Nevada tribes receive housing grant for COVID-19 relief

By: - December 9, 2021 6:03 am

The Washoe Tribe of Nevada and California has several communities south and east of Lake Tahoe. The region’s high housing costs make it especially difficult to obtain and manage housing in the area for the tribe’s approximately 1,500 enrolled members. (Photo: Washoe Housing Authority)

With more than $126 million from the U.S. Department of Housing and Urban Development going to tribal communities across the country this year, Nevada tribes will see some of the benefits.

More than $5 million in Indian Community Block Grant-American Rescue Plan (ICDBG-ARP) grants were awarded to five Tribal communities in Nevada to prevent, prepare for, and respond to the COVID-19 pandemic.

In an effort to alleviate the housing shortages found on several reservations across the state, tribes will rehabilitate homes that have gone without maintenance due to lack of funding and build entirely new homes.

The Duckwater Shoshone Tribe in Nye County and The Ely Shoshone Tribe in White Pine County plan to construct up to eight new homes for tribal families living on the reservations. 

Additionally, the Moapa Band of Paiutes in Clark County and the Pyramid Lake Paiute Tribe in Washoe County will use funds to renovate and rehabilitate existing homes, including improving ventilation. 

The American Rescue Plan included a total of $280 million for the Indian Community Development Block Grant program, which will be awarded on a rolling basis into next year. Housing funds for tribes will help protect the health and safety of Native communities, particularly low-and moderate-income individuals and families, by expanding access to safe housing, a suitable living environment, and economic opportunities.

“HUD understands its responsibility to Indigenous communities. These awards will provide critical funding to Tribes to help them prevent, prepare for, and respond to COVID-19,” said HUD Deputy Secretary Adrianne Todman when the first round of funds were released in November. “These awards reiterate the Biden-Harris Administration’s commitment to working together to meet urgent housing and community development needs in Tribal communities.”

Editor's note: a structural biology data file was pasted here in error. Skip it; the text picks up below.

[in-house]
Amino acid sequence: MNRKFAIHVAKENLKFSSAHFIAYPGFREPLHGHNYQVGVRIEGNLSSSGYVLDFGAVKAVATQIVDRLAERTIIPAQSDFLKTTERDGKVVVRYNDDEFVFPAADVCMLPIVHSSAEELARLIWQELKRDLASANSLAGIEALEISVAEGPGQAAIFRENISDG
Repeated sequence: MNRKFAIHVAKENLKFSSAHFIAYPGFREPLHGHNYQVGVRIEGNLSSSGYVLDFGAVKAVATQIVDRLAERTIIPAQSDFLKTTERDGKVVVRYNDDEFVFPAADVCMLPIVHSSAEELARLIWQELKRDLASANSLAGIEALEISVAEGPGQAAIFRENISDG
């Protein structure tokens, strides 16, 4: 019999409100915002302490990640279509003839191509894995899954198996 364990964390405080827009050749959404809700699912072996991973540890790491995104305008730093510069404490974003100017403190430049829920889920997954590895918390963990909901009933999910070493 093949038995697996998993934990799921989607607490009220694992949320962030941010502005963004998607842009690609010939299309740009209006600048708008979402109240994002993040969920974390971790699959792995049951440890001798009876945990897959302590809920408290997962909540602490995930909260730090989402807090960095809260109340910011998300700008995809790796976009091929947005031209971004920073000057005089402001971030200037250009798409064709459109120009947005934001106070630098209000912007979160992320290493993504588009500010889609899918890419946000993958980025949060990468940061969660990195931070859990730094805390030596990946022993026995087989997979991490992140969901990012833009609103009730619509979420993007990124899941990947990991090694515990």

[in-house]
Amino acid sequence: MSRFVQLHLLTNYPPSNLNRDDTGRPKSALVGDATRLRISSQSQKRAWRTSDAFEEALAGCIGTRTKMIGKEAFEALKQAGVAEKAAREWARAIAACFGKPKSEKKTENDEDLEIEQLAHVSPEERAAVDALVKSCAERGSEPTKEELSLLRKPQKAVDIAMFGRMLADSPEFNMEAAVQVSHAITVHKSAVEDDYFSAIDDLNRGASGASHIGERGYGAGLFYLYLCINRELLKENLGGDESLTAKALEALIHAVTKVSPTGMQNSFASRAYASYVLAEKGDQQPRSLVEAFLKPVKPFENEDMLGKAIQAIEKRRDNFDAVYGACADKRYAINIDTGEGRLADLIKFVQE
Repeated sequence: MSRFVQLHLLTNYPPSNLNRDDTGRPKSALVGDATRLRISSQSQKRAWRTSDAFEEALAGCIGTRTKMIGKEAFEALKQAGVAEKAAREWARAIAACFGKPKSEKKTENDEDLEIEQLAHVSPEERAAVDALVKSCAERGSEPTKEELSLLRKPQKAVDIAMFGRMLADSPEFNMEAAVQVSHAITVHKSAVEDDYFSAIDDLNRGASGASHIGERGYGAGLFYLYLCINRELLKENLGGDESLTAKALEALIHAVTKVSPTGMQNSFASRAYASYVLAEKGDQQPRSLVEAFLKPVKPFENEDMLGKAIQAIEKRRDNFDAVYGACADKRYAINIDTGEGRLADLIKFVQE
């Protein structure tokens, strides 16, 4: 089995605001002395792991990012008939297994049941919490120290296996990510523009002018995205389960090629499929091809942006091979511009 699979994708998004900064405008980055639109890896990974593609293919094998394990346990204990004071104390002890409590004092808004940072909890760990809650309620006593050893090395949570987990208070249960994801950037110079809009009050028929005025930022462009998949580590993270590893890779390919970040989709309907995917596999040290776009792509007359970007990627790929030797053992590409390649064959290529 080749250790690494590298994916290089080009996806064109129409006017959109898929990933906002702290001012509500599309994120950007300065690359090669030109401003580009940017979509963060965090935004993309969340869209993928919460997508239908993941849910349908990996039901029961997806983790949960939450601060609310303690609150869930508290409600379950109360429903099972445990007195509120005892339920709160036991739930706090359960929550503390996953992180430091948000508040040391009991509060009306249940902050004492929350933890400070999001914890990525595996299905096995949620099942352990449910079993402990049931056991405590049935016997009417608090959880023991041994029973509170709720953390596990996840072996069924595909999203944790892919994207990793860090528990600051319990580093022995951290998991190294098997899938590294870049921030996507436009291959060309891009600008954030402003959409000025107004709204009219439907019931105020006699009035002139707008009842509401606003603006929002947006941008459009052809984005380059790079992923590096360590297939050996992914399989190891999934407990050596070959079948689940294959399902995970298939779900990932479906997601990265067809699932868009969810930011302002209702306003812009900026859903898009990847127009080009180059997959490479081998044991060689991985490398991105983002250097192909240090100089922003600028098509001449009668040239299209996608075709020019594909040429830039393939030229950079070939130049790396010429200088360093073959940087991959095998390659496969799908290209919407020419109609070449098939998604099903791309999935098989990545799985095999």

The American Rescue Plan Act also provided about $750 million dollars in HUD resources to tribes to support their fight against COVID-19. 

Dilapidated housing has contributed to a lack of housing for Washoe tribal members and Native American families, said Martin Montgomery, executive director of the Washoe Housing Authority, which manages 81 low-rent homes for the Washoe Tribe of Nevada and California.

The authority is moving forward with plans to rehabilitate 10 housing units after receiving a $1 million dollar grant from the U.S. Department of Housing and Urban Development.

Nearly half of the units scheduled for rehabilitation have been vacant and empty for years, despite a waitlist, due to a lack of funding for major repairs, said Montgomery.

“A few of the other units have been in dire need of rehabilitation; old materials that continue to crack and crumble, like the flooring tiles in those units.”

The Washoe Tribe of Nevada and California has several communities south and east of Lake Tahoe, the nearest being about 30 miles south of Lake Tahoe. The high housing costs near the lake make it especially difficult to obtain and manage housing in the area for the tribe’s approximately 1,500 enrolled members.